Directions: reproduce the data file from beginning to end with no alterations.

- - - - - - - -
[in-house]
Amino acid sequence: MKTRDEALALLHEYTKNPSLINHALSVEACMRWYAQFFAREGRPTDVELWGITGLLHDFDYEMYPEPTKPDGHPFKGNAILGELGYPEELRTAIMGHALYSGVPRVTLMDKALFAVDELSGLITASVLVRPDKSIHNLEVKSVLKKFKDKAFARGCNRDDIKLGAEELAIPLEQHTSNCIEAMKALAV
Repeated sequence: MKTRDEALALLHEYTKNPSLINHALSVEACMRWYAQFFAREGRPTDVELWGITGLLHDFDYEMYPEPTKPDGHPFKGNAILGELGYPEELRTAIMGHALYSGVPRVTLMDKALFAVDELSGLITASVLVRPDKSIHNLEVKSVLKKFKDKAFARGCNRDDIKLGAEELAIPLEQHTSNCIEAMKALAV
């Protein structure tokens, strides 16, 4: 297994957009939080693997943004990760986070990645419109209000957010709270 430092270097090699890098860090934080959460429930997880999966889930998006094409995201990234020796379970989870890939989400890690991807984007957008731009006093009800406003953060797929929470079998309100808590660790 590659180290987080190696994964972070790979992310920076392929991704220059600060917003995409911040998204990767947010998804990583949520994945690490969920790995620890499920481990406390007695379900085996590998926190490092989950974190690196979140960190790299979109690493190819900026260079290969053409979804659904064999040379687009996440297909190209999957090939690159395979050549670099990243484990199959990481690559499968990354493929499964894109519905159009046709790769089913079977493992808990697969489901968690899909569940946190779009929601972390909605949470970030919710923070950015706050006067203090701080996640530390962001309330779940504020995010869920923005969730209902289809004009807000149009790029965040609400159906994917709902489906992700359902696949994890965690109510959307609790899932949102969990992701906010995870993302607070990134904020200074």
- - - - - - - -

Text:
[in-house]
Amino acid sequence: MKTRDEALALLHEYTKNPSLINHALSVEACMRWYAQFFAREGRPTDVELWGITGLLHDFDYEMYPEPTKPDGHPFKGNAILGELGYPEELRTAIMGHALYSGVPRVTLMDKALFAVDELSGLITASVLVRPDKSIHNLEVKSVLKKFKDKAFARGCNRDDIKLGAEELAIPLEQHTSNCIEAMKALAV
Repeated sequence: MKTRDEALALLHEYTKNPSLINHALSVEACMRWYAQFFAREGRPTDVELWGITGLLHDFDYEMYPEPTKPDGHPFKGNAILGELGYPEELRTAIMGHALYSGVPRVTLMDKALFAVDELSGLITASVLVRPDKSIHNLEVKSVLKKFKDKAFARGCNRDDIKLGAEELAIPLEQHTSNCIEAMKALAV
């Protein structure tokens, strides 16, 4: 297994957009939080693997943004990760986070990645419109209000957010709270 430092270097090699890098860090934080959460429930997880999966889930998006094409995201990234020796379970989870890939989400890690991807984007957008731009006093009800406003953060797929929470079998309100808590660790 590659180290987080190696994964972070790979992310920076392929991704220059600060917003995409911040998204990767947010998804990583949520994945690490969920790995620890499920481990406390007695379900085996590998926190490092989950974190690196979140960190790299979109690493190819900026260079290969053409979804659904064999040379687009996440297909190209999957090939690159395979050549670099990243484990199959990481690559499968990354493929499964894109519905159009046709790769089913079977493992808990697969489901968690899909569940946190779009929601972390909605949470970030919710923070950015706050006067203090701080996640530390962001309330779940504020995010869920923005969730209902289809004009807000149009790029965040609400159906994917709902489906992700359902696949994890965690109510959307609790899932949102969990992701906010995870993302607070990134904020200074």